I’d heard about linoleum before contacting them, but hadn’t researched the flooring much until that point. After learning about its benefits, I decided it was right for me, and my cleaning regimes were much easier. All I needed was a damp cloth or sponge – no more daily mopping to keep grout from going black!

Advantages of Linoleum Flooring

You might want to consider linoleum flooring if you’re in the market for a new floor. This material has grown in popularity recently, especially with the variety of patterns and styles available and its eco-friendliness and durability. Here are some of the major advantages of lino floors.

Easy to Repair

Since linoleum is so easy to install, it’s also easy to replace. And, if you’re really great with your DIY, you can repair specific patches of your floor, rather than replacing it all. Simply sew together the seams of your flooring, or glue the new patch down tight against the older part. You can fix dents or scratches by rubbing them with sandpaper or using linseed oil.


Linoleum flooring is an excellent choice for homeowners because it is affordable. You can purchase it for under $1 per square foot, which makes it a much cheaper upfront option than tiles or laminate floors.

Durable in Most Homes

In most homes, laminate can last very long times. It can be prone to scratches and gouges, but if you’re in a home without pets or young children, it can stay looking its best for a long time.

It’s Naturally Antibacterial

Linoleum flooring is an eco-friendly material that is naturally antibacterial. As a result, linoleum won’t contribute to the spread of bacteria as tile floor surfaces can. Linoleum will be an excellent choice for your living space if you have a family member with allergies or asthma.

It’s Quiet

Linoleum flooring is an excellent choice for any home. Not only does it offer ease of maintenance, but the material is quiet when walking on. Although pets and small children might damage it more easily than tiles, it will be easier for them to walk on as it is generally less slippery.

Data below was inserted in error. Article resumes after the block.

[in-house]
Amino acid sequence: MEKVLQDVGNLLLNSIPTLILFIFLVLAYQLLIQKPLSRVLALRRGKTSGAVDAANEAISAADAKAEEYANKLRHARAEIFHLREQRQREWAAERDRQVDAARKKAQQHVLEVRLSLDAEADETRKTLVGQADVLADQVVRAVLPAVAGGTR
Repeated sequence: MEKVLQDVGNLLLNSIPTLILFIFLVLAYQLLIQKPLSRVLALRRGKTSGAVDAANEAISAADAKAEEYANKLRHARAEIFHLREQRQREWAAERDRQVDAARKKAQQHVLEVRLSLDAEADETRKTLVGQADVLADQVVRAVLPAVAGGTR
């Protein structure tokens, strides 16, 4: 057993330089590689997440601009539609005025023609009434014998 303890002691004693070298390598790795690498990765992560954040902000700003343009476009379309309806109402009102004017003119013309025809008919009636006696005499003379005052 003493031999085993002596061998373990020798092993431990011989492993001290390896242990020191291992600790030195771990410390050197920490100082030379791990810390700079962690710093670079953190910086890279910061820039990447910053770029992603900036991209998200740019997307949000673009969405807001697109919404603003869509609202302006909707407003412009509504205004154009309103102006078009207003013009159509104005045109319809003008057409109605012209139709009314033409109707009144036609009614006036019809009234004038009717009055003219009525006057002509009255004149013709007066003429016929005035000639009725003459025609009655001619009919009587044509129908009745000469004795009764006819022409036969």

Disadvantages of Linoleum Flooring

Despite these advantages, there are some downsides to lino flooring that you should consider before choosing it. Here are the major drawbacks of linoleum floors:

They Get Dirty Easily in Certain Rooms

Linoleum is most popular in kitchens and bathrooms, but it is porous and doesn’t protect against spills and stains well. Spills can go through the floor’s surface and into the subfloor, making them difficult to remove. This can lead to odors that are hard to eliminate over time. Tiles don’t tend to have this problem.

Vulnerable to Light

Linoleum flooring can be discolored by exposure to sunlight. This can be a problem for linoleum flooring in rooms with a lot of natural light or in places with windows. And, it can mean you want to replace your flooring more often to keep it looking its best. So, if the color and vibrancy of your flooring is important to you, tile flooring might work out cheaper in the long run.

It Can Look Bad if Installed Wrong

Linoleum is a pretty easy floor to install. But, you might miss certain steps that professionals would complete, like adding sealants and protecting the subfloor. Improper installation can lead to damage which is expensive to fix. And, your lino flooring can warp and buckle when installed over inadequate moisture barriers, such as concrete slabs, without proper vapor barrier protection. Replacing flooring like this can be more expensive in the long run, even if you initially saved money on your installation.

Is Linoleum Cheaper than Tile? A Summary

Whether you’re trying to repair or build a new home, the question of tiles vs linoleum might arise. If you feel your budget will not stretch to tiles, linoleum is a great option. But, bear in mind that it can work out more expensive in the long run, particularly if it’s exposed to sunlight, or if you have pets.